Event Training Standards – NTS(Radiograms)


Hello everybody and welcome back to my blog. Thank you for coming back and reading my blog. In my last post I talked about general message handling and briefly touched on the Standard ARRL Radiogram message format. In this post we will go into further detail of it.


Above is a example of a filled out radiogram. If you read my last post, then yo have already seen this, but I figured I’d show it again before we break it down and talk about it in more detail.

The first part of the radiogram that we are going to talk about is the preamble. The preamble, sometimes referred to as “the header,” consists of administrative data such as the message number, originating station, message precedence(importance) and date and time of origination. The combination of the message number and the originating station serves as a unique message identifier, which can be traced if necessary.

radiogram preamble

The first block is the Message Number. This is any number assigned by the station that first put the message into ARRL format. While any alphanumeric combination is acceptable, a common practice is to use a numeric sequence starting with the number 1 at the beginning of the emergency operation. Those that regularly participate in day-to-day message handling may start their number sequences at the beginning of each year or month.

The second block is the Precedence. The precedence tells everyone the relative urgency of a message. Within the ARRL format, there are four levels of precedence.

  • Routine(R): Most day-to-day amateur traffic is handled using this precedence. It is for all traffic that does not meet the requirements for a higher precedence and is rarely used during an emergency
  • Welfare(W): This type of precedence is used just as you would think it would be. It is used as to the health and welfare of someone in a disaster area or as a message from someone in the disaster area to friends and/or family outside of it. If someone inside the disaster area wants to let their parents know that they are ok, but normal communications are down, this precedence type is used.
  • Priority(P): Priority messages are important messages with a time limit or any official or emergency-related messages not covered by the EMERGENCY precedence. This precedence is usualy only associated with official traffic to, from or related to a disaster area.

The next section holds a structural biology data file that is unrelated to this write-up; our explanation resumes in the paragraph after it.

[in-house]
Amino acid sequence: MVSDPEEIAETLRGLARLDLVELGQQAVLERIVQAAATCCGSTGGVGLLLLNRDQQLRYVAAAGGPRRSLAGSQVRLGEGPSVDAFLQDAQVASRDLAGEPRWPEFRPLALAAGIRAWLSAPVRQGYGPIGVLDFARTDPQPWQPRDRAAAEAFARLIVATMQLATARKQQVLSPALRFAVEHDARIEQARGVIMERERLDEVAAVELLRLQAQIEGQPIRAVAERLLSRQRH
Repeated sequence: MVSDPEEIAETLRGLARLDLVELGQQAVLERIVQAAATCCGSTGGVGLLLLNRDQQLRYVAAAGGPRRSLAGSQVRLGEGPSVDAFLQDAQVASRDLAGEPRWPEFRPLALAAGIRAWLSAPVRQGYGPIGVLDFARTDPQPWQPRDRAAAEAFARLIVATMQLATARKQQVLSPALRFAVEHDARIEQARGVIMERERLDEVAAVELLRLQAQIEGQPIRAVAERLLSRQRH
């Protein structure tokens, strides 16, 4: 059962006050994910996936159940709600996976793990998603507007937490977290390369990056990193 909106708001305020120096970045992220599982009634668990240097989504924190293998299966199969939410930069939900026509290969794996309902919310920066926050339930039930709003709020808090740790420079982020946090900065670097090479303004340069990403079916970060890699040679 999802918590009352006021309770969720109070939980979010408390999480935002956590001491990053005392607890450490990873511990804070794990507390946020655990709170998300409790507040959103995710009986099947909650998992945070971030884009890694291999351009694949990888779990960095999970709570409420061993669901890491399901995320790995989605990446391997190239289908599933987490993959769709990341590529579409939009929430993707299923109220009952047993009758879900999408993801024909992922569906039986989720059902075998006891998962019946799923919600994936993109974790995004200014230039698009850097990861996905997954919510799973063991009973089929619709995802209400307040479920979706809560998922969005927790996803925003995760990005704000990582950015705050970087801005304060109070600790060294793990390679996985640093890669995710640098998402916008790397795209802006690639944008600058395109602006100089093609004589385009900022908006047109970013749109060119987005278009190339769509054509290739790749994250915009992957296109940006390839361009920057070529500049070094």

• Emergency(EMERGENCY): This precedence is always spelled out and is used for any message having life or death urgency. Also included in the emergency precedence is official messages from agencies requesting critical supplies or assistance during an emergency. The precedence should be limited to traffic originated and signed by authorized agency officials. This type of message should only be communicated via amateur radio if no other means of communications is viable because of the lack of privacy with amateur radio.

The next block is the handling instructions. This field is optional and is used at the discretion of the originating station. Below are the seven standard HX pro-signs:

  • HXA(#) – Collect telephone delivery authorized by addressee withing (#) miles. If no number is sent, distance is unlimited.
  • HXB(#) – Cancel message is not delivered within (#) hourse of filing time.
  • HXC – Report date and time of delivery to originating station
  • HXD – Report to the originating station the identity of the station who delivered the messages, plus date, time and method of delivery. Also, each station to report identity of station to which relayed, plus date and time.
  • HXE – Delivering station to get and send reply from addressee.
  • HXF(Date in numbers) – Hold delivery until (Date)
  • HXG – Delivery by mail or telephone, toll call not required. If toll or other expense is involved, cancel message and send service message to originating station.

The fourth block is the Station of Origin. This block contains the callsign of the first station that put the message into NTS format. It is not the message’s original author.

Block number five is the check block. This contains the word count of the text portion only, including periods that are written as X and spoken as X-Ray. After a message is received, the receiving station will count the words in the text area and verify that the word count matches the number in the Check block. If the count does not match, the message should be re-read by the sender. If the message was received correctly, but the count is still off, the receiving station will change that box to read the original number followed by a slash then the corrected count number. For example, the original count was five and the correct count is six the check box should be changed to 5/6.